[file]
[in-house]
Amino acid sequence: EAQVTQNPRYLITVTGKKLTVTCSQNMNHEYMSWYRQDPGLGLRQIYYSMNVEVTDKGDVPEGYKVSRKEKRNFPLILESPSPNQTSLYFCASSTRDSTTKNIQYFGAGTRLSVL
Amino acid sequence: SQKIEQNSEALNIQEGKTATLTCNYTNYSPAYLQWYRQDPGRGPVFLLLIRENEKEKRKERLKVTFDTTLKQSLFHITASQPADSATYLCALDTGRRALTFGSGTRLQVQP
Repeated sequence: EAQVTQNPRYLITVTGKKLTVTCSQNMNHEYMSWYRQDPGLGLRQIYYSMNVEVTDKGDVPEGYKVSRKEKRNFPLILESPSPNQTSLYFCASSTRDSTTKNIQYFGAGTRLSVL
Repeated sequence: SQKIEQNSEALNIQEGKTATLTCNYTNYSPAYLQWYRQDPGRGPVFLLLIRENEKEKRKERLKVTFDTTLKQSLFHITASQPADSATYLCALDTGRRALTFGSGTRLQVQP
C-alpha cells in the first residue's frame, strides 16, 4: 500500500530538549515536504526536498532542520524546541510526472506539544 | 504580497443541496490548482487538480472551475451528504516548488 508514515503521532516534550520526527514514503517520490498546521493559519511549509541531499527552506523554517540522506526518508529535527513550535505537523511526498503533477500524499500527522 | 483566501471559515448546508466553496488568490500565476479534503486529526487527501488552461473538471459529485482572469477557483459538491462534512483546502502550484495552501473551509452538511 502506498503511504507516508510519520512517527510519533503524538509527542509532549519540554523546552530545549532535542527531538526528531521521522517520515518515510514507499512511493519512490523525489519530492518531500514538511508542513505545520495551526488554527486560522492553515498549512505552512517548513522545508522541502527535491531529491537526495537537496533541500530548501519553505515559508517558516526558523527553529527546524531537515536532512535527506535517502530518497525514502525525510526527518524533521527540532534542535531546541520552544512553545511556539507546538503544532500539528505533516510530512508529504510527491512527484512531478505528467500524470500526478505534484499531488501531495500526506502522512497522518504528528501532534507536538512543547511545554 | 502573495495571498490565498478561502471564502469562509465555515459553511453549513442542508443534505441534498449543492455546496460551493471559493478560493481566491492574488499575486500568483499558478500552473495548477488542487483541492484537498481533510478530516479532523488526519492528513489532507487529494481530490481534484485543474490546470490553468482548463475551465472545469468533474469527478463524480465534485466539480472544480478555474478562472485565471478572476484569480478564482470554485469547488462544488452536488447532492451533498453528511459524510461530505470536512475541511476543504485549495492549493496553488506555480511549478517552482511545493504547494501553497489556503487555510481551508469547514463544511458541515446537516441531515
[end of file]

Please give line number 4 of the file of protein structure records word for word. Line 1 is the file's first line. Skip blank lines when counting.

Repeated sequence: EAQVTQNPRYLITVTGKKLTVTCSQNMNHEYMSWYRQDPGLGLRQIYYSMNVEVTDKGDVPEGYKVSRKEKRNFPLILESPSPNQTSLYFCASSTRDSTTKNIQYFGAGTRLSVL